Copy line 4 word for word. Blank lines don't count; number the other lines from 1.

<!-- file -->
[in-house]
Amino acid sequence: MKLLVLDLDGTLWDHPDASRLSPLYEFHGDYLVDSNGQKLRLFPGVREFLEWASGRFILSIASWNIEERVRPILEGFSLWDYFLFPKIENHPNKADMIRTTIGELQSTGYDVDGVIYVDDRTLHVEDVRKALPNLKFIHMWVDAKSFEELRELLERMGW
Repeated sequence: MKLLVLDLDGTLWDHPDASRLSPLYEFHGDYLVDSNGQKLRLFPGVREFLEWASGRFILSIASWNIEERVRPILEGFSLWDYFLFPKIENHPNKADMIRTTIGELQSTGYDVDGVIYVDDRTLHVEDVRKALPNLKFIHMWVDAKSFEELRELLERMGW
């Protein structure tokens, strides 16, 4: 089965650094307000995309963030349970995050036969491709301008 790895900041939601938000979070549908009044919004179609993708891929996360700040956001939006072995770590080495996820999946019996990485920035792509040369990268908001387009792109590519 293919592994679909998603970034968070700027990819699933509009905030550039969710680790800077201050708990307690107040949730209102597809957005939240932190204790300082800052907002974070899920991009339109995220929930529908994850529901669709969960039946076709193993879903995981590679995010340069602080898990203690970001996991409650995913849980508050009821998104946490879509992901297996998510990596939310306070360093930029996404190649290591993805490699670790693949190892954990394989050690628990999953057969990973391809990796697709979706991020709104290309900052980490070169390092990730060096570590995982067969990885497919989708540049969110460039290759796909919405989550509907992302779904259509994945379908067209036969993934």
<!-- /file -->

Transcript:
């Protein structure tokens, strides 16, 4: 089965650094307000995309963030349970995050036969491709301008 790895900041939601938000979070549908009044919004179609993708891929996360700040956001939006072995770590080495996820999946019996990485920035792509040369990268908001387009792109590519 293919592994679909998603970034968070700027990819699933509009905030550039969710680790800077201050708990307690107040949730209102597809957005939240932190204790300082800052907002974070899920991009339109995220929930529908994850529901669709969960039946076709193993879903995981590679995010340069602080898990203690970001996991409650995913849980508050009821998104946490879509992901297996998510990596939310306070360093930029996404190649290591993805490699670790693949190892954990394989050690628990999953057969990973391809990796697709979706991020709104290309900052980490070169390092990730060096570590995982067969990885497919989708540049969110460039290759796909919405989550509907992302779904259509994945379908067209036969993934």